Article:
I find this expansion on the chuckle so intriguing. It helps us know what she meant by “He gave me an illusion of a…chuckle.” The illusion is that God is not human, so it is not His nature to chuckle. Any chuckling on His part would be an illusion. But He gave this illusion to her to “relate to me in a very human way that made me feel loved.” He got down on her level, in order to make her feel loved. I think that’s why she described the chuckle as “sweet.”
Notice that the chuckle “wasn’t laughing at me.” Rather, it was like God “had a playful edge.” The chuckle, in other words, is lightening the heaviness of the fact that He’s sending her back. It’s spreading a note of playfulness over what could seem like a stern edict. My guess is that this is why she described it as “protective.” It was there to protect her from what could easily look heavy, stern, even judgmental.
What is the actual message of the chuckle? I can only guess. But notice it is sandwiched in between “Of course I can’t love like You do” and “You can do better.” Once you put the chuckle in between those two things, I think you see its message instantly. He’s chuckling at her sense of limitation. His laugh is saying, “Ah, so you really think you can’t love like Me? You really think your love is limited by human limitations?” In light of this playful chuckle, His punch line follows naturally. You can almost hear the smile in His voice as He says, “You can do better.”
And while He’s doing all that, He’s also holding her: “And then he just held me and said…’”
Now we are in a position to see both sides of the equation. Yes, there is the president of the company side. Despite all her pleading, God sends her back. “No vacation time for you.” “But, sir, I’ve made those thousand widgets a day.” “Let me ask you: Have you ever had one day in which you made 10,000 widgets, like our factory robots do.” “No, sir, that’s impossible. I’m only human.” “You can do better. Get back to the factory.”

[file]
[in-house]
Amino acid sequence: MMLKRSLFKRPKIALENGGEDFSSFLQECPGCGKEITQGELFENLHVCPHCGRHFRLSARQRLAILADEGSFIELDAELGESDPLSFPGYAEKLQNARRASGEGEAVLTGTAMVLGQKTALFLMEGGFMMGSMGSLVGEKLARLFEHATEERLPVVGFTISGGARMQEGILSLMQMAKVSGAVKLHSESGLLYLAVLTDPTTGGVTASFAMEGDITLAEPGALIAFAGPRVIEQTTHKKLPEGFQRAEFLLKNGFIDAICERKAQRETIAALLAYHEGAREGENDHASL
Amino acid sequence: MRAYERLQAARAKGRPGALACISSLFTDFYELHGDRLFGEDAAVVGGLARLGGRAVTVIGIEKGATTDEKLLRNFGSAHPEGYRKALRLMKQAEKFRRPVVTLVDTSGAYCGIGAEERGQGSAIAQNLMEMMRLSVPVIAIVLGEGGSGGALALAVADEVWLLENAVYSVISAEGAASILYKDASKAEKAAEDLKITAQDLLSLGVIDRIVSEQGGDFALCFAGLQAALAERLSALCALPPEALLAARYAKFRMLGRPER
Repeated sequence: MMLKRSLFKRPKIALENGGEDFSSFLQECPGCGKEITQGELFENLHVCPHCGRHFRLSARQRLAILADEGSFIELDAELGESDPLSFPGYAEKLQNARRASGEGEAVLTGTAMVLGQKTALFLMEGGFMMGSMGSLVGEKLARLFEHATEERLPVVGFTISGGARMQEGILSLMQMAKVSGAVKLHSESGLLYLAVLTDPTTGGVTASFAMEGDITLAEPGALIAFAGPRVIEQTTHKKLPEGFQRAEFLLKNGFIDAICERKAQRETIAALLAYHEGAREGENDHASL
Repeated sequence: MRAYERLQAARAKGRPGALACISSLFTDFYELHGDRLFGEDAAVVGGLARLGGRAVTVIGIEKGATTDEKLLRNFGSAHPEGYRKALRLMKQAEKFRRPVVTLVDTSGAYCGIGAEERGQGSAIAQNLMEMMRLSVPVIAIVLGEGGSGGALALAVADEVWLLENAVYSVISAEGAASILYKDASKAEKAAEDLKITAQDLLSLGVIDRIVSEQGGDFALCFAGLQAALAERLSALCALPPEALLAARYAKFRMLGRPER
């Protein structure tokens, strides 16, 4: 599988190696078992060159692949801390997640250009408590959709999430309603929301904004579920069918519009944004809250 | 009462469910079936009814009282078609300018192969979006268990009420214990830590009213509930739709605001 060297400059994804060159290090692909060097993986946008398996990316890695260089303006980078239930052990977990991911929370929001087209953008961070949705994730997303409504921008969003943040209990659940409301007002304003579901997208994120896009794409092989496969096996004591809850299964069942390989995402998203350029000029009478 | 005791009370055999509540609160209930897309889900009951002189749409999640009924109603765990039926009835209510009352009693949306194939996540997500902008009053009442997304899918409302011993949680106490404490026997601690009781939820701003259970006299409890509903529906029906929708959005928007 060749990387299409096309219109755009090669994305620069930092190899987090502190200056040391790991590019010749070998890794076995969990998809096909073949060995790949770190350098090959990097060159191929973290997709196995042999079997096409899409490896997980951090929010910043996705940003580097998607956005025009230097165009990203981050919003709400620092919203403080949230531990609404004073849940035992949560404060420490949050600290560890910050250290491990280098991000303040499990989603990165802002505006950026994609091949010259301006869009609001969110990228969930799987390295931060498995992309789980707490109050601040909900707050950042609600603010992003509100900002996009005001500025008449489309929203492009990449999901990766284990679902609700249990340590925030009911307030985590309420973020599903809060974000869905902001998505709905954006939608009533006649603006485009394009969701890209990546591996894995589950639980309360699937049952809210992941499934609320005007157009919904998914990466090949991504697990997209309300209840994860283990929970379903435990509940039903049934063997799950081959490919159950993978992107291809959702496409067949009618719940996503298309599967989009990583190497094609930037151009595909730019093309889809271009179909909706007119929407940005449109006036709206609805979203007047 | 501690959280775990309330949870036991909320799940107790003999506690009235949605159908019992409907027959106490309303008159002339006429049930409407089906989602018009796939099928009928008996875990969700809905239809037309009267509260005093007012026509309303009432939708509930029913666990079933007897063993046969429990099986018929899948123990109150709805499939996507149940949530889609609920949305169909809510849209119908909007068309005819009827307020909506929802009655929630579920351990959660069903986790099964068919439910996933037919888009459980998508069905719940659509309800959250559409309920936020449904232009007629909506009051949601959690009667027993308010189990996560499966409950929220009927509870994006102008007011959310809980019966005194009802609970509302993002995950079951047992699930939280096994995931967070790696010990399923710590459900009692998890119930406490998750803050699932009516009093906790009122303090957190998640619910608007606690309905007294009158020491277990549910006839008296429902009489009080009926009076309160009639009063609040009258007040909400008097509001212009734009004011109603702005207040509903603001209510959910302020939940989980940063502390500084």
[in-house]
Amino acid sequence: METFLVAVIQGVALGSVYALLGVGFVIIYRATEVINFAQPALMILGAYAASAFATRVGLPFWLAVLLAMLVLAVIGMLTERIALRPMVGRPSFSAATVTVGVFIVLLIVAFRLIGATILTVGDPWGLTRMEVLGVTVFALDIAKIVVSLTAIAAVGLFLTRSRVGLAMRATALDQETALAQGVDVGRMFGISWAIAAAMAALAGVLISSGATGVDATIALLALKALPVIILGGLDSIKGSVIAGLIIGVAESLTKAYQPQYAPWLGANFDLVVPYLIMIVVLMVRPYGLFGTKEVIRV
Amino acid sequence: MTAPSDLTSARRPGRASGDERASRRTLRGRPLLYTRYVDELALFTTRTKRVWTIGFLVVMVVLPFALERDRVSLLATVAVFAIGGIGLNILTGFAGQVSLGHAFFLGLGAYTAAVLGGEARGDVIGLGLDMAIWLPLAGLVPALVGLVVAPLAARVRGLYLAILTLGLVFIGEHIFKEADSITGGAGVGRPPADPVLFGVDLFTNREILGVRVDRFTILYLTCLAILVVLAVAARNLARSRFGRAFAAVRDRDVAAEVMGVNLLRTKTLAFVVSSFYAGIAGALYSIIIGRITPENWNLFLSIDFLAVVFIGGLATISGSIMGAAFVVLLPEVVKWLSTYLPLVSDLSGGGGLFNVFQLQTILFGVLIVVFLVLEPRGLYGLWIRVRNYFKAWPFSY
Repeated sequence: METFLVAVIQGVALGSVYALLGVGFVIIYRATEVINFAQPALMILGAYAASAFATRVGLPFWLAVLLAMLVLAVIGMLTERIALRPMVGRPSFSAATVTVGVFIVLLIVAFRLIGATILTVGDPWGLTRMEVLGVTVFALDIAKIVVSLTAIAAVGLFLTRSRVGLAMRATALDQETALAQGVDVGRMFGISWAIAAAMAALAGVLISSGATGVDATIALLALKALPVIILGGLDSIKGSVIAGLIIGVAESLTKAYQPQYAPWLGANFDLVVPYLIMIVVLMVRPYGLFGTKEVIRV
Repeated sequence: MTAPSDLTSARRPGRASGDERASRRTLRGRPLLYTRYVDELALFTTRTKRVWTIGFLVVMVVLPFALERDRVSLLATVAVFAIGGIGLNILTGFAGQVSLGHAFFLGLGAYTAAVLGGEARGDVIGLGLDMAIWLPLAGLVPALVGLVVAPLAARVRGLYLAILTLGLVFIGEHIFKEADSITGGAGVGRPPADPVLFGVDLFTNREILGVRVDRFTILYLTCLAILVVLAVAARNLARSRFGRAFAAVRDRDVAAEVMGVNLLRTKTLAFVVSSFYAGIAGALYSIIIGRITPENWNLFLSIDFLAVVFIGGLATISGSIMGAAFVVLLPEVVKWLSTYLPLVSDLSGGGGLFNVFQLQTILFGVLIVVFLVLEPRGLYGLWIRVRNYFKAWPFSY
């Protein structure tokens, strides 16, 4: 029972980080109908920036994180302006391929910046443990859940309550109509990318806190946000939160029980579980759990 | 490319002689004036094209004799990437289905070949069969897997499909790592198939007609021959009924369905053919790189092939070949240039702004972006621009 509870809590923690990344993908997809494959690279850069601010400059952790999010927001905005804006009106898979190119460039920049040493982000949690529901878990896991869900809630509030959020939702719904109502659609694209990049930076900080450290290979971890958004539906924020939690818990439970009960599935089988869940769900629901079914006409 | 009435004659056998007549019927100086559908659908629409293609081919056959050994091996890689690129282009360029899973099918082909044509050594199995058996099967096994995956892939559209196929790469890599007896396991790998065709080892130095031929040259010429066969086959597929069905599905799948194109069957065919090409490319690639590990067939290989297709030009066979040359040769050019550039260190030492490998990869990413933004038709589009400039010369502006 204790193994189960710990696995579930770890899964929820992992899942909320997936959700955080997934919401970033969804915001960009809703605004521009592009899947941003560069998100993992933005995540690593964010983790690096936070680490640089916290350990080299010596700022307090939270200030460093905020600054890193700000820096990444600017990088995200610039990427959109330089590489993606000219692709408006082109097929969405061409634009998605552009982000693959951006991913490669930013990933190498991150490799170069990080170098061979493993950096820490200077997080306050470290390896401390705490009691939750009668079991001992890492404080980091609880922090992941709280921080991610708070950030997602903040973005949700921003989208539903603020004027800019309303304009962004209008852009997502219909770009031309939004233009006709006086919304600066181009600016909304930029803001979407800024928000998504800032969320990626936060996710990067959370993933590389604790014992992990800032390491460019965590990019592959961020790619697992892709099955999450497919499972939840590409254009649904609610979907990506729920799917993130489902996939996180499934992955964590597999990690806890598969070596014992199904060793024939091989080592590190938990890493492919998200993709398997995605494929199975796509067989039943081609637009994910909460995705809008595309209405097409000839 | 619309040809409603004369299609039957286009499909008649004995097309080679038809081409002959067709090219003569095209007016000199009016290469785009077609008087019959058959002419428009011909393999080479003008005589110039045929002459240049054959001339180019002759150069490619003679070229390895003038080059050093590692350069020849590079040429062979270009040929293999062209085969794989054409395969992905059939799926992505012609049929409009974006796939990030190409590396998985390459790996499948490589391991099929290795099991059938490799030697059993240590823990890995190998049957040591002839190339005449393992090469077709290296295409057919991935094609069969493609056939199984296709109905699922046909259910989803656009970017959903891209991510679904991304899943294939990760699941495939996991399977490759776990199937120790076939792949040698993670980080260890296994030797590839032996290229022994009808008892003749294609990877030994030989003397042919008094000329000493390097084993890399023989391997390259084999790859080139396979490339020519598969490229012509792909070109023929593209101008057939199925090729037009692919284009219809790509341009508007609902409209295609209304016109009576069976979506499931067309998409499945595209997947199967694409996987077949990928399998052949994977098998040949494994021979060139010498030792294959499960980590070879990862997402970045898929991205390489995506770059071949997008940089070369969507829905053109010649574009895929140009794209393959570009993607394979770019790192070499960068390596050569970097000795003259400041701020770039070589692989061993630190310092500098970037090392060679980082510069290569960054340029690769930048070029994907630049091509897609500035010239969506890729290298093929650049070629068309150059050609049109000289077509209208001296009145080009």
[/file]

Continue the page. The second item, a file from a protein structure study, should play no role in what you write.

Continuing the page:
But then there is a whole other side, which goes far beyond the president of the company paradigm. He calls her by name. (“The president of the company knows my name!”) Imagine God calling you by name. He holds her. She is in His Arms. She feels Him through her skin. He speaks to her through all her senses at once. He loves her with a love that is so overpowering, so utterly beyond the human, that she begs to leave everything behind, including her husband and children, and just be with Him forever.
In response to her pleading, He doesn’t just lay down the law. He asks her a question, a question that allows her to see for herself why she needs to go back. His question—“Have you ever loved another person the way you have been loved here?”—implies that she is on earth to learn to love, to love like God loves. And then when she says, “I can’t do that; I’m only human (so You might as well let me stay, right?),” He gives her “the illusion of a sweet, protective chuckle.” Not a chuckler by nature, He is getting down on her level. He, the non-human, is relating to her in a human way to make her feel loved. He laughs gently at the thought that her love is penned in by human limitations. Through this same laugh, He protects her from a sense that she is being judged. He is letting her know that it’s a playful matter, not a heavy sentence. It’s a light matter of stretching beyond her quaint belief in limited capacity to love. “And then he just held me and said, ‘You can do better.’” In one brief sentence, he has not only explained why she has to go back, not only conveyed her assignment, He has done it with an undeniable point. How can she really deny that she can do better? We can always do better.
What grabs me about this is that not only is there so much love in it, but that this love is so incredibly intelligent. The combination of the question, the human-style relating, the chuckle, the playfulness, the sweetness, the protection, the holding, the undeniable punch line—it’s an extremely intelligent and sophisticated package. It gives you a sense of a God Who is anything but unaware of what’s going on in our cubicle, anything but distantly aloof in His top-floor office. Rather, He gets it—all of it, and He breaks His news to us in a way that runs circles around us. We are like a two-year-old playing against Bobby Fisher. But God is not trying to defeat us; He is trying to checkmate us with His Love.
Wouldn’t it be weird to think that God has us totally outsmarted? Wouldn’t it be strange to think that He actually sees our needs, and understands them far better than we do? What if, after all this time of protecting our happiness against His agenda, we realized that, all along, our happiness was His agenda?